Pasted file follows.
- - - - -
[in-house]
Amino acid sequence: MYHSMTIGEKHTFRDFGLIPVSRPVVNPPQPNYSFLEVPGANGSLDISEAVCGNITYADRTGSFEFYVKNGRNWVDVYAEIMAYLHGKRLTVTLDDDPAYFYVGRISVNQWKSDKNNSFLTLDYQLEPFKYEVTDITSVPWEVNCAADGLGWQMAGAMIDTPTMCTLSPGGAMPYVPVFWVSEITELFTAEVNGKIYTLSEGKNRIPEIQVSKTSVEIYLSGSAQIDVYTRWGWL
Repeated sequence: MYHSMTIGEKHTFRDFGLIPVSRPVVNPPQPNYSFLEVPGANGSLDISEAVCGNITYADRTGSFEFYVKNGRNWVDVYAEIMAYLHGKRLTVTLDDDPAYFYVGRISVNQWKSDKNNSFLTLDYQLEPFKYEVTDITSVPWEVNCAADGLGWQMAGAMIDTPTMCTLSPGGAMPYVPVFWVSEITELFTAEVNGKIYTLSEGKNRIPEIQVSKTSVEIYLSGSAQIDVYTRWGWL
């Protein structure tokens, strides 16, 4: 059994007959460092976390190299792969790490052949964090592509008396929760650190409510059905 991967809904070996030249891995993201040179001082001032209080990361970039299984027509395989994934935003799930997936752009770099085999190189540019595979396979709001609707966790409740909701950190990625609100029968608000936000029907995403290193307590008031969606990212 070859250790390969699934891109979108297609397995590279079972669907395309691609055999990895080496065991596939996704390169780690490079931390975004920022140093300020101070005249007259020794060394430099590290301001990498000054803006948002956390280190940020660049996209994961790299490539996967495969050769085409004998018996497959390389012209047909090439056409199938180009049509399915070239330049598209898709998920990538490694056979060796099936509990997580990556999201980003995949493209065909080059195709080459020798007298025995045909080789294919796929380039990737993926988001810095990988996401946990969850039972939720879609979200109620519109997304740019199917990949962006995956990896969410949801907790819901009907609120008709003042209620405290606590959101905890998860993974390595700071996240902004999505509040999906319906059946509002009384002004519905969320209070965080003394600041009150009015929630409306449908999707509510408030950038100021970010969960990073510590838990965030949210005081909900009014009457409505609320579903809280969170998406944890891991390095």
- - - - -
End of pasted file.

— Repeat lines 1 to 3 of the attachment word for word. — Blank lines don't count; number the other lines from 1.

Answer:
[in-house]
Amino acid sequence: MYHSMTIGEKHTFRDFGLIPVSRPVVNPPQPNYSFLEVPGANGSLDISEAVCGNITYADRTGSFEFYVKNGRNWVDVYAEIMAYLHGKRLTVTLDDDPAYFYVGRISVNQWKSDKNNSFLTLDYQLEPFKYEVTDITSVPWEVNCAADGLGWQMAGAMIDTPTMCTLSPGGAMPYVPVFWVSEITELFTAEVNGKIYTLSEGKNRIPEIQVSKTSVEIYLSGSAQIDVYTRWGWL
Repeated sequence: MYHSMTIGEKHTFRDFGLIPVSRPVVNPPQPNYSFLEVPGANGSLDISEAVCGNITYADRTGSFEFYVKNGRNWVDVYAEIMAYLHGKRLTVTLDDDPAYFYVGRISVNQWKSDKNNSFLTLDYQLEPFKYEVTDITSVPWEVNCAADGLGWQMAGAMIDTPTMCTLSPGGAMPYVPVFWVSEITELFTAEVNGKIYTLSEGKNRIPEIQVSKTSVEIYLSGSAQIDVYTRWGWL